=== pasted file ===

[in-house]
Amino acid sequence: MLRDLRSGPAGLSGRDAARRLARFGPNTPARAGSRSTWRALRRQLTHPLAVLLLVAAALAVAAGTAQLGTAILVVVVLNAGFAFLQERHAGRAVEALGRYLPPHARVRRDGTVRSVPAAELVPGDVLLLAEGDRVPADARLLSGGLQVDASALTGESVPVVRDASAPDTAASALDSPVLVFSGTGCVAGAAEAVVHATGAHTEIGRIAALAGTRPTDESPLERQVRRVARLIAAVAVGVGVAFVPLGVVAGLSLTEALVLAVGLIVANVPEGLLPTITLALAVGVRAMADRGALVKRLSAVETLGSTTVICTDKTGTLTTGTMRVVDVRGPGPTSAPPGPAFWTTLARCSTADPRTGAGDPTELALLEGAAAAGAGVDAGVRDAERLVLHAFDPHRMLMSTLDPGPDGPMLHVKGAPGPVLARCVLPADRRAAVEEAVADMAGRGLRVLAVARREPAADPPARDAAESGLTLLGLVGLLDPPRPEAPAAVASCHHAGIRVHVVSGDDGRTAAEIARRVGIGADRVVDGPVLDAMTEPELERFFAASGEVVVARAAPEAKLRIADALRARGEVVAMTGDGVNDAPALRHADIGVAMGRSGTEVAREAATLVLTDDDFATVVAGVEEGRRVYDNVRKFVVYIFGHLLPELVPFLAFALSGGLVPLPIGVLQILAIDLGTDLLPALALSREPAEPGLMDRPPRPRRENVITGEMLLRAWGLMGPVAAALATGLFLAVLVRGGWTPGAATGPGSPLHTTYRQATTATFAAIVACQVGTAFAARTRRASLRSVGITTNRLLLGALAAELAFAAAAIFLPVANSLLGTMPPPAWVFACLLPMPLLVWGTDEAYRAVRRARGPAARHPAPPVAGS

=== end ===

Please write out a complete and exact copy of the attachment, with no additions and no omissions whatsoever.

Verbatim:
[in-house]
Amino acid sequence: MLRDLRSGPAGLSGRDAARRLARFGPNTPARAGSRSTWRALRRQLTHPLAVLLLVAAALAVAAGTAQLGTAILVVVVLNAGFAFLQERHAGRAVEALGRYLPPHARVRRDGTVRSVPAAELVPGDVLLLAEGDRVPADARLLSGGLQVDASALTGESVPVVRDASAPDTAASALDSPVLVFSGTGCVAGAAEAVVHATGAHTEIGRIAALAGTRPTDESPLERQVRRVARLIAAVAVGVGVAFVPLGVVAGLSLTEALVLAVGLIVANVPEGLLPTITLALAVGVRAMADRGALVKRLSAVETLGSTTVICTDKTGTLTTGTMRVVDVRGPGPTSAPPGPAFWTTLARCSTADPRTGAGDPTELALLEGAAAAGAGVDAGVRDAERLVLHAFDPHRMLMSTLDPGPDGPMLHVKGAPGPVLARCVLPADRRAAVEEAVADMAGRGLRVLAVARREPAADPPARDAAESGLTLLGLVGLLDPPRPEAPAAVASCHHAGIRVHVVSGDDGRTAAEIARRVGIGADRVVDGPVLDAMTEPELERFFAASGEVVVARAAPEAKLRIADALRARGEVVAMTGDGVNDAPALRHADIGVAMGRSGTEVAREAATLVLTDDDFATVVAGVEEGRRVYDNVRKFVVYIFGHLLPELVPFLAFALSGGLVPLPIGVLQILAIDLGTDLLPALALSREPAEPGLMDRPPRPRRENVITGEMLLRAWGLMGPVAAALATGLFLAVLVRGGWTPGAATGPGSPLHTTYRQATTATFAAIVACQVGTAFAARTRRASLRSVGITTNRLLLGALAAELAFAAAAIFLPVANSLLGTMPPPAWVFACLLPMPLLVWGTDEAYRAVRRARGPAARHPAPPVAGS